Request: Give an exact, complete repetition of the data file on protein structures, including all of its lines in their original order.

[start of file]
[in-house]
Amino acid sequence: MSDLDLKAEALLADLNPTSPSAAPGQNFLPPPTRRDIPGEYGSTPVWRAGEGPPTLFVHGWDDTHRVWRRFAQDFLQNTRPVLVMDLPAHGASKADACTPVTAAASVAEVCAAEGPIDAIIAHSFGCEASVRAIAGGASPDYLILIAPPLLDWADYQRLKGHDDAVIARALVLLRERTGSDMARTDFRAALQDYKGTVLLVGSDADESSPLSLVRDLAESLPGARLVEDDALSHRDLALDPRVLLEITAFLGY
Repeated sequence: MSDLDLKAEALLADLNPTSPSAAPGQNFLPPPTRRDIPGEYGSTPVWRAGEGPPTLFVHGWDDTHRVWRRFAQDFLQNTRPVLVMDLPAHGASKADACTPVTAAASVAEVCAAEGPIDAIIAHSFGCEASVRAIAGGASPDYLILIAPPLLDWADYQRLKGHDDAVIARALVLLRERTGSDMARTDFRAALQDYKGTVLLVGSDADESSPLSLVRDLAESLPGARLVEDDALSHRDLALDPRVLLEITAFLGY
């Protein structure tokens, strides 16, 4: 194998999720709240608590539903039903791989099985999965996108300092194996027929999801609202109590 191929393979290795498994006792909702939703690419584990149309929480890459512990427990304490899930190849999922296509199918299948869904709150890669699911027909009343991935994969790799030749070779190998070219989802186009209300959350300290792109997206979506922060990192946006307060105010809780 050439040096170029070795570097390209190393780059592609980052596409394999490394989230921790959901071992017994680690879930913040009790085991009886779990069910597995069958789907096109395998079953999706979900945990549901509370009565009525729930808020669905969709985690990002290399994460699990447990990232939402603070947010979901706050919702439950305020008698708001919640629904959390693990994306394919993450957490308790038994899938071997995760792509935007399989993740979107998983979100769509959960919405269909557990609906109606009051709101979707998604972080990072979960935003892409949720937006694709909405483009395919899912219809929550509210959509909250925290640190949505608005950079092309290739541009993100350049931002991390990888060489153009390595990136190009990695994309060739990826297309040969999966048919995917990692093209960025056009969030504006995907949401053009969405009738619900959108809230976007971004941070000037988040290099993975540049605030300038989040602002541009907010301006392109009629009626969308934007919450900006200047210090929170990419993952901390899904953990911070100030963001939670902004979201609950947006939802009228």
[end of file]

[in-house]
Amino acid sequence: MSDLDLKAEALLADLNPTSPSAAPGQNFLPPPTRRDIPGEYGSTPVWRAGEGPPTLFVHGWDDTHRVWRRFAQDFLQNTRPVLVMDLPAHGASKADACTPVTAAASVAEVCAAEGPIDAIIAHSFGCEASVRAIAGGASPDYLILIAPPLLDWADYQRLKGHDDAVIARALVLLRERTGSDMARTDFRAALQDYKGTVLLVGSDADESSPLSLVRDLAESLPGARLVEDDALSHRDLALDPRVLLEITAFLGY
Repeated sequence: MSDLDLKAEALLADLNPTSPSAAPGQNFLPPPTRRDIPGEYGSTPVWRAGEGPPTLFVHGWDDTHRVWRRFAQDFLQNTRPVLVMDLPAHGASKADACTPVTAAASVAEVCAAEGPIDAIIAHSFGCEASVRAIAGGASPDYLILIAPPLLDWADYQRLKGHDDAVIARALVLLRERTGSDMARTDFRAALQDYKGTVLLVGSDADESSPLSLVRDLAESLPGARLVEDDALSHRDLALDPRVLLEITAFLGY
């Protein structure tokens, strides 16, 4: 194998999720709240608590539903039903791989099985999965996108300092194996027929999801609202109590 191929393979290795498994006792909702939703690419584990149309929480890459512990427990304490899930190849999922296509199918299948869904709150890669699911027909009343991935994969790799030749070779190998070219989802186009209300959350300290792109997206979506922060990192946006307060105010809780 050439040096170029070795570097390209190393780059592609980052596409394999490394989230921790959901071992017994680690879930913040009790085991009886779990069910597995069958789907096109395998079953999706979900945990549901509370009565009525729930808020669905969709985690990002290399994460699990447990990232939402603070947010979901706050919702439950305020008698708001919640629904959390693990994306394919993450957490308790038994899938071997995760792509935007399989993740979107998983979100769509959960919405269909557990609906109606009051709101979707998604972080990072979960935003892409949720937006694709909405483009395919899912219809929550509210959509909250925290640190949505608005950079092309290739541009993100350049931002991390990888060489153009390595990136190009990695994309060739990826297309040969999966048919995917990692093209960025056009969030504006995907949401053009969405009738619900959108809230976007971004941070000037988040290099993975540049605030300038989040602002541009907010301006392109009629009626969308934007919450900006200047210090929170990419993952901390899904953990911070100030963001939670902004979201609950947006939802009228």